Oscar contenders jockey for position

Mon Dec 20, 2010 1:25am EST
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By Gregg Kilday

LOS ANGELES (Hollywood Reporter) - And they're off. And it's The King's Speech in the lead. No, wait, it's The Social Network by a nose. Hold on, The Fighter is coming up fast on the inside track.

As the 2010 awards race turns into the backstretch -- the fall film festivals have come and gone, Golden Globe, Critics' Choice and SAG nominations have been unveiled, critics groups have begun to weigh in -- none of the contenders has broken from the pack. At the moment, there's some genuine suspense.

That could change by mid-January, with the Critics' Choice awards slotted for January 14 and the Globes two days later. Oscar nominations will be unveiled on January 25, and the winners announced February 27.

"You could make the case right now that there is a split developing between King's Speech and Social Network," awards consultant Tony Angelotti says. "King's Speech is more the actors' piece, while Social Network has been sold on the basis of its writer, Aaron Sorkin, and director, David Fincher."

From the moment the very British "Speech" debuted at the Telluride (Colo.) Film Festival to a standing ovation in early September, the drama has been a crowd-pleaser. The Weinstein Co. took it a few days later to the Toronto International Film Festival, where the reaction was equally rapturous -- the premiere audience even sang "Happy Birthday" to 50-year-old star Colin Firth. The film ended up with the festival's People's Choice Award.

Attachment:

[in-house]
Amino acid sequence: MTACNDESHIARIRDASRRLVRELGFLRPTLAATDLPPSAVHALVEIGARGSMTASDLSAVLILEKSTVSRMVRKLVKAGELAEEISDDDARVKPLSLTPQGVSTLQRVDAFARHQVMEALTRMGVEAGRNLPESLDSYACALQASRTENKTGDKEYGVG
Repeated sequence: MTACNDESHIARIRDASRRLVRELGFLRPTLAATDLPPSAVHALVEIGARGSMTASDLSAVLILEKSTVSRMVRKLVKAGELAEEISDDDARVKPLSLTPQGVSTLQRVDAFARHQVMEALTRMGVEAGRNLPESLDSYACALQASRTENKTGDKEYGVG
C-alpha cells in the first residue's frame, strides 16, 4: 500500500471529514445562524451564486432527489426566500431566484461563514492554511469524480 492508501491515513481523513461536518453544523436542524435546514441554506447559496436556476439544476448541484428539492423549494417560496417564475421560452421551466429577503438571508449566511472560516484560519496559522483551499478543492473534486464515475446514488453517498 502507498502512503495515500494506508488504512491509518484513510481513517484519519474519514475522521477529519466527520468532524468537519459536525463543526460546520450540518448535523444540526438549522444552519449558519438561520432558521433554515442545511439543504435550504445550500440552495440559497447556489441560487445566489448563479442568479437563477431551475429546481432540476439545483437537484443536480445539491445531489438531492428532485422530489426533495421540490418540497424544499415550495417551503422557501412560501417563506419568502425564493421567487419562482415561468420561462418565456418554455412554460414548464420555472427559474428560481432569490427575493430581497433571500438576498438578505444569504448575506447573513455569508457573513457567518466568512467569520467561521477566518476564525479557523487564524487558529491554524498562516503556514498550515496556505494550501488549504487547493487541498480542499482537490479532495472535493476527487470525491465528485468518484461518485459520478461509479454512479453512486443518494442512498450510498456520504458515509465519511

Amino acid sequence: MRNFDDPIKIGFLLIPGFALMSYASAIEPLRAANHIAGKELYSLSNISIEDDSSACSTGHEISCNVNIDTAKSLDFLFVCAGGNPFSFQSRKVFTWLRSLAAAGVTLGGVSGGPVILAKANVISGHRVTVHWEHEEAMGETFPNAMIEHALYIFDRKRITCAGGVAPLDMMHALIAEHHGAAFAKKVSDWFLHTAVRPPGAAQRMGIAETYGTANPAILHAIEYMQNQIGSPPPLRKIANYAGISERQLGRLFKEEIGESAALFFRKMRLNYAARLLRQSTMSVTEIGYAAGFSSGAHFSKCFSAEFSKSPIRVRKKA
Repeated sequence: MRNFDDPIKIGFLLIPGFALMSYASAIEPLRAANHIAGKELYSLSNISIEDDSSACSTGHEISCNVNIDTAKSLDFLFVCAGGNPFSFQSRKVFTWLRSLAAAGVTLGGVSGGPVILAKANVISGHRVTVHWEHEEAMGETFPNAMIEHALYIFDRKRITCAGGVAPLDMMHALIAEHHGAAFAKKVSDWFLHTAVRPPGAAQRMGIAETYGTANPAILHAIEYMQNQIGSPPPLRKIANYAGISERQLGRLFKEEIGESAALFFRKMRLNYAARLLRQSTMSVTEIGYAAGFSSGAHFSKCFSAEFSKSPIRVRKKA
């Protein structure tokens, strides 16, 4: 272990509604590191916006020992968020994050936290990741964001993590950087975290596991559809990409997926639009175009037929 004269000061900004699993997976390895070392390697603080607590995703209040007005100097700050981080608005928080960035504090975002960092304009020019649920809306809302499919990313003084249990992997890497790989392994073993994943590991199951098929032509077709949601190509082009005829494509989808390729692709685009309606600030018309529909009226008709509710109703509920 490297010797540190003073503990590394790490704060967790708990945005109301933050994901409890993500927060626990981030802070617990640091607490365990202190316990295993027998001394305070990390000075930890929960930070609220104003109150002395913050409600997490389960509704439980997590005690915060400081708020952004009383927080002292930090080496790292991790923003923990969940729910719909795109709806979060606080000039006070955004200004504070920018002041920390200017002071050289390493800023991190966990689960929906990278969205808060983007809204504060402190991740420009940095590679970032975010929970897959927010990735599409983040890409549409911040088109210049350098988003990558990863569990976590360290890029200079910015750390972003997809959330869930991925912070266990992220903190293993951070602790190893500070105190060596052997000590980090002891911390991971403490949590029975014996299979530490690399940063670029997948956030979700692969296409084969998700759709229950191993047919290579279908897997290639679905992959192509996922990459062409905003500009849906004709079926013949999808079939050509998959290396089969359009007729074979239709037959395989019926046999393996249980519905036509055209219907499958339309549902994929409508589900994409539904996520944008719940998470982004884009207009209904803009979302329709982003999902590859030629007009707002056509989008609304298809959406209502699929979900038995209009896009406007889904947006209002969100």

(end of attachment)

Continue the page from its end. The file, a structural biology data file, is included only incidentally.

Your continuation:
At the same time, Sony -- with a series of strategic screenings designed to excite awards bloggers -- was readying "Social Network," which made its own auspicious debut as the tony opening-night film at the New York Film Festival. Even before the curtain went up, Film Comment critic Scott Foundas, a member of the festival's selection committee, proclaimed the movie "a splendid entertainment from a master storyteller."

Ever since, most critics have been falling all over themselves to find the right superlatives to praise the movie. While "Speech" eked out one more Globe nomination than did Fincher's movie, critics groups from New York to Los Angeles rushed to endorse "Social Network" as best picture.

Meanwhile, David O. Russell's "The Fighter" was marking time. Paramount did not enter it into the fall festival sweepstakes while awaiting a December launch. But even though the movie was one of the last contestants to enter the ring, it scored six Globe noms, tying "Social Network," and then built momentum when it tied "King's Speech" for SAG Award noms -- both pictures got four.   Continued...